“Following the successful integration of Quest, we are entering the next era of profitable growth for the business,” said CEO Gilles Andrier.
Givaudan bought Quest back in 2007, a move that further consolidated its position as one of the major players in the global fragrance and flavours industry.
Since the acquisition the company has concentrated on integrating the operations into the business, but now that has been successfully completed, the company can turn its attention to further growing the business.
Eyeing above market average annual growth
“The overall objective is to grow organically between 4.5 per cent and 5.5 per cent per annum, based on assumed market growth of 2 per cent to 3 per cent, and to continue on our path of market share gain over the next five years,” Andrier said.
The growth ambitions will continue to focus on leveraging the company’s position in developing markets. Currently sales from these markets represent approximately 41 per cent of total turnover, but the plan is to extend this to 50 per cent of turnover by 2015.
“Likewise, the company will continue to clue in on the naturals trend, which is driving sales of healthier food ingredients, together with sales of natural fragrances, particularly at the luxury end of the market,” said company spokesperson Peter Wullschleger.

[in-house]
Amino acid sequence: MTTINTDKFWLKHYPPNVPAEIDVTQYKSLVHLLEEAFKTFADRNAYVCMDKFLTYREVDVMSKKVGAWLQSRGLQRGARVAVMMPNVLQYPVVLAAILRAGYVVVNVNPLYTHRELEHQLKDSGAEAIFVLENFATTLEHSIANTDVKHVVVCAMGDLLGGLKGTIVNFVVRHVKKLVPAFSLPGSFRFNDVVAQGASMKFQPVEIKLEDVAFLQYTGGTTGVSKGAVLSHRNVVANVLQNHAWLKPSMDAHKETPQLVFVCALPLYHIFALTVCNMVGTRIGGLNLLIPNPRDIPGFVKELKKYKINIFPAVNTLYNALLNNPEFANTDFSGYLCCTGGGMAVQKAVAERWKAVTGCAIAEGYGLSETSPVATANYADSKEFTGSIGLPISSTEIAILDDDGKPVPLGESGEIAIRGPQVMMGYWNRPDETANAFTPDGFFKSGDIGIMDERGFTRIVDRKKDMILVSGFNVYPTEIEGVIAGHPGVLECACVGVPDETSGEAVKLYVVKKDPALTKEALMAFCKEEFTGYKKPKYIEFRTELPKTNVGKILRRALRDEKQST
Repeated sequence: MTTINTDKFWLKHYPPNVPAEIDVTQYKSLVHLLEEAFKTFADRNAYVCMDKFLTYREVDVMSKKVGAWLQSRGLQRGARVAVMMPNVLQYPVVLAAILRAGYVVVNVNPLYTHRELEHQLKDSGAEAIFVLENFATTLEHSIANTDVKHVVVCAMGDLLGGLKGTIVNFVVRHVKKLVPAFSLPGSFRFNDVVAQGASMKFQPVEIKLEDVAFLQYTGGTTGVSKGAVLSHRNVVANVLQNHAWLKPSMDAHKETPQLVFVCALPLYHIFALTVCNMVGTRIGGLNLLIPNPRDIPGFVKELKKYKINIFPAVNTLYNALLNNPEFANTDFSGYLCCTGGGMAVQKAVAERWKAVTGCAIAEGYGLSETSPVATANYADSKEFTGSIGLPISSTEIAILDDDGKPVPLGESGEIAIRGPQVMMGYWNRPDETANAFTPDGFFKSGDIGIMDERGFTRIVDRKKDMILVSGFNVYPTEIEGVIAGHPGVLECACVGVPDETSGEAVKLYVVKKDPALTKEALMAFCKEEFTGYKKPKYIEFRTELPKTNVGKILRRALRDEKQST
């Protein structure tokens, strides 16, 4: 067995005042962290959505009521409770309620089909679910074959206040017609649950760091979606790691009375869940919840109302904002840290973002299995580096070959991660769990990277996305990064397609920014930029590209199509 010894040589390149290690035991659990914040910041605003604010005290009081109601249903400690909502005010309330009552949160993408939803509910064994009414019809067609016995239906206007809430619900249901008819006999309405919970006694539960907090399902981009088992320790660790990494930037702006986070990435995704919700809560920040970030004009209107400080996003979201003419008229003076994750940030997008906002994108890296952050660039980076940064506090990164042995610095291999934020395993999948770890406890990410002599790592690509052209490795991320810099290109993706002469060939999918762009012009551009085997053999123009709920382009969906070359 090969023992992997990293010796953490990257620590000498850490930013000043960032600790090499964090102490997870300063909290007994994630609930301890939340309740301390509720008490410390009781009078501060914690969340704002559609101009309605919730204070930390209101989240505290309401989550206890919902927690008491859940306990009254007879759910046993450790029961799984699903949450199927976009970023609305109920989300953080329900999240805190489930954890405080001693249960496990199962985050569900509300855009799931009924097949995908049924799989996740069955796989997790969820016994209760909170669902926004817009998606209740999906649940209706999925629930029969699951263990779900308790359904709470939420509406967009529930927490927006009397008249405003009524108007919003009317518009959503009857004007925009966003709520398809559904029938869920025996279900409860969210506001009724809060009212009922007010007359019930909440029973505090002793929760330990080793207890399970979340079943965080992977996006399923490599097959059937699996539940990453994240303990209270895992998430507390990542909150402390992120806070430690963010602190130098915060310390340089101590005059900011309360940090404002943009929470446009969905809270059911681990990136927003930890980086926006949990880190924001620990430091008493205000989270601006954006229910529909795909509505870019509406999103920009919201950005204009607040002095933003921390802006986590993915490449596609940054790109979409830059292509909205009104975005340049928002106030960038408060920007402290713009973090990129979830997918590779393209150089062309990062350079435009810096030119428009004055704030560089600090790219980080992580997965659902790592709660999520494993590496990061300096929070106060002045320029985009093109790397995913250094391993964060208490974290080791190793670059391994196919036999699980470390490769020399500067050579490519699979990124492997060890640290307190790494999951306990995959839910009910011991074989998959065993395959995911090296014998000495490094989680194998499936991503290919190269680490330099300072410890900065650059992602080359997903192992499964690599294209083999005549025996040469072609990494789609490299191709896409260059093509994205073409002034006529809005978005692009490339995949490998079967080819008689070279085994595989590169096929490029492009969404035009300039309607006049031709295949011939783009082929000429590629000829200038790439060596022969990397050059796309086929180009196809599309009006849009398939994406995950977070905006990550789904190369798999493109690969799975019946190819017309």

Focus on production efficiencies
On top of growing revenues, the company is also focusing on restructuring the business, in particular by focusing on production efficiencies, in an effort to increase profit margins.
This will involve the closure of the company’s flavours production facility in the North-West of England, subject to employee consultation, as well as the realignment of its flavours facility in Switzerland.
According to Wullschleger production from these facilities will then shift to a Greenfield site in Hungary, which the company will be shortly opening following an investment of CHF 170m (€130m).
Restructuring to boost cash flow and profit margin
The restructuring of the production facilities is expected to maintain Givaudan’s industry-leading EBITDA margin, while improving annual free cash flow to between 14 – 16 per cent of annual sales by 2015.
Further efficiencies will come from the introduction of the company’s new SAP system, which will result in the ‘streamlining’ of positions in the back offices.
In 2009 Givaudan reported fragrance sales of CHF 1.8bn, accounting for approximately 25 per cent of the global market, currently estimated to be worth CHF 7.5bn a year. This figure represented approximately 45 per cent of group sales, given that sales of flavours amounted to CHF 2.1bn in the same year.